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The Impact of Marathon Training on Your Body

By Kate LaPak, PT, DPT | Therapydia Kona


Running a marathon is not something many people consider a “walk in the park.” Even so, over 50,000 people finish the TCS New York City Marathon each year, the largest marathon event in the United States. Long-distance running has been shown to have a number of health benefits including benefits to muscles, the cardiovascular system, joints, mental health, and overall health when performed correctly and with adequate training (1).

Impact on Muscles

Any type of running or aerobic training can help to increase muscle strength and power as long as you are progressively overloading. As you ramp up your training, your muscles adapt to further distances and faster paces by increasing their aerobic capacity (2). In regards to injury, most running injuries are a result of overuse or loading too quickly in relation to your individual work capacity. In order to prevent overuse, it is important to make sure the work capacity of your muscles can handle the load of running. Running while injured can also promote compensatory techniques which can lead to chronic injuries. One way to avoid injury is to make sure you are adequately warmed-up before beginning your run. 

Impact on Cardiovascular System and Systemic Health

Long-distance running has been shown to decrease the risk of diabetes and cardiovascular disease (3). Running helps to increase cardiac output, increase stroke volume i.e. the volume of blood pumped from the heart with each contraction, and decrease resting heart rate (2). However, some studies suggest that excessive long-distance running without adequate rest can actually damage the heart (4).

Impact on Joints

Running and aerobic training can help to increase ligament and tendon strength and increase bone density (2). Long-distance running does not increase the risk of osteoarthritis in healthy individuals without comorbidities or contraindications for higher-level activities (1, 5). Some comorbidities that may accelerate the onset of osteoarthritis include intrinsic anatomical joint instability or high body mass index (BMI). In these cases, strength training in addition to aerobic exercise can help to reduce the risk for osteoarthritis.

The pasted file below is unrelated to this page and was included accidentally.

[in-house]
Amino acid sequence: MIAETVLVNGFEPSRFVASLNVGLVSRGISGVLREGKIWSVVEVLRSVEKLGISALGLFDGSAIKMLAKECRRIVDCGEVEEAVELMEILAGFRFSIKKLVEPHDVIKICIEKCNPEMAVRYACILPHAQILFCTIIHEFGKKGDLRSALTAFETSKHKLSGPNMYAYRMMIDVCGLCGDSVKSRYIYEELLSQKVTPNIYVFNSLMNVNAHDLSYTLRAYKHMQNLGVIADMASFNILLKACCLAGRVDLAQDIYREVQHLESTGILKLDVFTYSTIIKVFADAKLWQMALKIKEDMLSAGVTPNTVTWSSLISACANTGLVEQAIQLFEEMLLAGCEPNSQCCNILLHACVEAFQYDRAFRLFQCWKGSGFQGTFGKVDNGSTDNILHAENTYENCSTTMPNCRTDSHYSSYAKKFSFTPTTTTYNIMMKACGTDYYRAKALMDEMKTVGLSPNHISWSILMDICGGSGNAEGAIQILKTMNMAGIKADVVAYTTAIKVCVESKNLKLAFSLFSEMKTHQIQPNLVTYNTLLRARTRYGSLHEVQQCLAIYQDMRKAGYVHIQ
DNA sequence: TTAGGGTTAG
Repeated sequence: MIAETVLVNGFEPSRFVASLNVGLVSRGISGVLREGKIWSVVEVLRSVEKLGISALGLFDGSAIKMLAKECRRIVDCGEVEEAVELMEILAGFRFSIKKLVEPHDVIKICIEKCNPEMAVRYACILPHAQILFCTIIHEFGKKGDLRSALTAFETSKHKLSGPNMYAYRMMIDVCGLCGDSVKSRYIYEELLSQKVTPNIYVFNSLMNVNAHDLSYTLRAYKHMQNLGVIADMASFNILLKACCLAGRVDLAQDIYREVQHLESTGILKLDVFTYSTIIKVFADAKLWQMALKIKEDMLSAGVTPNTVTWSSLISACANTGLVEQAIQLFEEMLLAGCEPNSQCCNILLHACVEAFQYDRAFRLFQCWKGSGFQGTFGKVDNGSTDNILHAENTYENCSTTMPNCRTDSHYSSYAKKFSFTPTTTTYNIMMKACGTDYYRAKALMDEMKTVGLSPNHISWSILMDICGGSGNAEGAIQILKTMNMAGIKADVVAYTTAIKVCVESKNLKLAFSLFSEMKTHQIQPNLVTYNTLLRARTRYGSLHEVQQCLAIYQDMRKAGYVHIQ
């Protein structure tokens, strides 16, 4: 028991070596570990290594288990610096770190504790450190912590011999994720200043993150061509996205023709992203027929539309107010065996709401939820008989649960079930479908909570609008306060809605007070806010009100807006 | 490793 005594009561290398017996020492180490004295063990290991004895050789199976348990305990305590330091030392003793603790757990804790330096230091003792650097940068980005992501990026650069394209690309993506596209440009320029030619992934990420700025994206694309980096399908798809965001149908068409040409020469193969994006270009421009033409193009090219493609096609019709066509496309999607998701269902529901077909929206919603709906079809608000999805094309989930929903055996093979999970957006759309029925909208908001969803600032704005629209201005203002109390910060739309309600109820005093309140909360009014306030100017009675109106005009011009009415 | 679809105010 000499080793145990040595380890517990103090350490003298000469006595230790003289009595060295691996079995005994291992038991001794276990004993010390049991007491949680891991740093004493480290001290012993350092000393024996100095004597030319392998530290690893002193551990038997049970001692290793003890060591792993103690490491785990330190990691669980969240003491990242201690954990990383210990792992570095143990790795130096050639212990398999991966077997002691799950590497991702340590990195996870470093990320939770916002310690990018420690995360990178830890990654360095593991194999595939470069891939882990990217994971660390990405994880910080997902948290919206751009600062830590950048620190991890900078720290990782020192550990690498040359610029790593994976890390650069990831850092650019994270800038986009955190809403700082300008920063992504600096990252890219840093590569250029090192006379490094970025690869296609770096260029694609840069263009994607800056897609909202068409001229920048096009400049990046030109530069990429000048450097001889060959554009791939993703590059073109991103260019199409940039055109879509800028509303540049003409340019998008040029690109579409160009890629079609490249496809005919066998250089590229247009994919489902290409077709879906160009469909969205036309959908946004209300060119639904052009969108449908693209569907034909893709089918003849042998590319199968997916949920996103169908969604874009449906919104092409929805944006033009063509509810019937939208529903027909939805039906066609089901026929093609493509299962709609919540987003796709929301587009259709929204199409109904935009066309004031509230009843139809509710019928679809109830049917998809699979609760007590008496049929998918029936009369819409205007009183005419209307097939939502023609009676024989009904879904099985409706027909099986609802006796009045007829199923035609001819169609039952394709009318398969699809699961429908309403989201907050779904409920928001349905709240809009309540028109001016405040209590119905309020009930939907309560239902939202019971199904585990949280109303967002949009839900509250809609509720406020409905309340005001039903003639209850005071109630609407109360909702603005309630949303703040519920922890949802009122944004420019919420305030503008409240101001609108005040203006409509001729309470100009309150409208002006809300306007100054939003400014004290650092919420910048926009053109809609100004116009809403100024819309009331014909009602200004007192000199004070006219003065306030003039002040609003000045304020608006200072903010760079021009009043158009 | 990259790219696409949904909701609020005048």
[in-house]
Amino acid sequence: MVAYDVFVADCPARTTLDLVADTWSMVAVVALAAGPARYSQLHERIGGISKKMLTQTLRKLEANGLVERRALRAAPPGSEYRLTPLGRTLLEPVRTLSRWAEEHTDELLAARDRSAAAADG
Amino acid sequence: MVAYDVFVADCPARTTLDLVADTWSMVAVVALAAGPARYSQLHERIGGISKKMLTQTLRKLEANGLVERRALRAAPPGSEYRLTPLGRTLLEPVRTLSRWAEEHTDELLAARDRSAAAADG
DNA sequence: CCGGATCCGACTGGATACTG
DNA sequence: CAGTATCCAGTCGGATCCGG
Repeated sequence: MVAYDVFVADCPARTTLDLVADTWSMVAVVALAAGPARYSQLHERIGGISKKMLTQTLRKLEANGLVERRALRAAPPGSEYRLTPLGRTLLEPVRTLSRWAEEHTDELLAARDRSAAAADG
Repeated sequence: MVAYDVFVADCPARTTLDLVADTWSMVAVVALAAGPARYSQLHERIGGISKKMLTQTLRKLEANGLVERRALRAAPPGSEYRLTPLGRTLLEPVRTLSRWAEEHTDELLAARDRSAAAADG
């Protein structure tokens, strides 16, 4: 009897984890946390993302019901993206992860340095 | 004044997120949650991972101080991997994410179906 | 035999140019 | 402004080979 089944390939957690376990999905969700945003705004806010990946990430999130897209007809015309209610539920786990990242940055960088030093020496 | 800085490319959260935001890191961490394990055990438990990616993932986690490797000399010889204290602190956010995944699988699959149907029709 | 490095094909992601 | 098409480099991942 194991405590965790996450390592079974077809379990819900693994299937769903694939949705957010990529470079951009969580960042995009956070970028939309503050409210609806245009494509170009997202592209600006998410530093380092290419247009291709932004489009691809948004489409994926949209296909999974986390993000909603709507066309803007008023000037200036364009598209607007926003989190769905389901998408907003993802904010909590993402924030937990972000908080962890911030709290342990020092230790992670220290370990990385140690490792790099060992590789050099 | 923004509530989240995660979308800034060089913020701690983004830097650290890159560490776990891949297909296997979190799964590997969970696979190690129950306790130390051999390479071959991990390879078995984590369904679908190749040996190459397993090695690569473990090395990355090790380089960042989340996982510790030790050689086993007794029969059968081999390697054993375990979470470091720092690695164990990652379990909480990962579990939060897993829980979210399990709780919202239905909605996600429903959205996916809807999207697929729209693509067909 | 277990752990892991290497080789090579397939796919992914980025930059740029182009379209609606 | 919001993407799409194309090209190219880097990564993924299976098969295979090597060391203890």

Impact on Mental Health

You have probably heard about “runner’s high” and the effects running can have on mood and perceived “euphoria” by means of endorphin release. Exercise in general has been shown to improve mood, alertness, and concentration (6). Endurance training has been reported to show a variety of psychological benefits including stress reduction, improved mood, and reduced pain perception (7). 

Running is a great way to improve your physical and mental health. Interested in starting a running program, improving your running performance, or want to get back to running after an injury? A physical therapist can help by providing an individualized, comprehensive examination and provide you with the tools you need to reach your goals and prevent future injuries. Therapydia clinics also offer running assessments that include video analysis so you can get the most out of your running.



  1. Cymet TC and Sinkov V. Does long-distance running cause osteoarthritis? J Am Osteopath Assoc. 2006;106(6)342-345.
  2. Haff GG and Triplett NT. 2016. Essentials of Strength Training and Conditioning. Champaign, IL: Human Kinetics.
  3. Cantwell JD. Cardiovascular aspects of running. Clin Sports Med. 1985;4(4):627‐640.
  4. O’Keefe, JH et al. Potential adverse cardiovascular effects from excessive endurance exercise. Mayo Clin. Proc. 2012;87(6):587-595
  5. Chakravarty EF et al. Long distance running and knee osteoarthritis: a prospective study. Am J Prev Med. 2008;35(2)133-138.
  6. Alexandratos K et al. The impact of exercise on the mental health and quality of life of people with severe mental illness: a critical review. Br J Occup Ther. 2012;75(2):48–60.
  7. Boecker H et al. The runner’s high: opioidergic mechanisms in the human brain. Cereb Cortex. 2008;18:2523-2531.

Jessica Jones

Physical Therapist

Jessica recently moved to Seattle from Boston, MA and is excited to join the Therapydia team. Her treatment experience includes orthopedics, sports medicine, pediatrics, and vestibular therapy. Jessica received her Doctorate in Physical Therapy from Northeastern University in Boston, MA in 2016. She has completed the Pediatric Physical Therapy Residency at Boston Children’s Hospital and is in the process of completing a Comprehensive Vestibular Rehabilitation certification. Jessica believes in empowering and inspiring patients to take control of their health through education, movement, and exercise. She enjoys treating patients of all ages and levels while utilizing soft tissue techniques, neuromuscular re-education, balance training as well as therapeutic exercise. In her free time, Jessica enjoys yoga, dancing, kayaking, and hiking with her dog!


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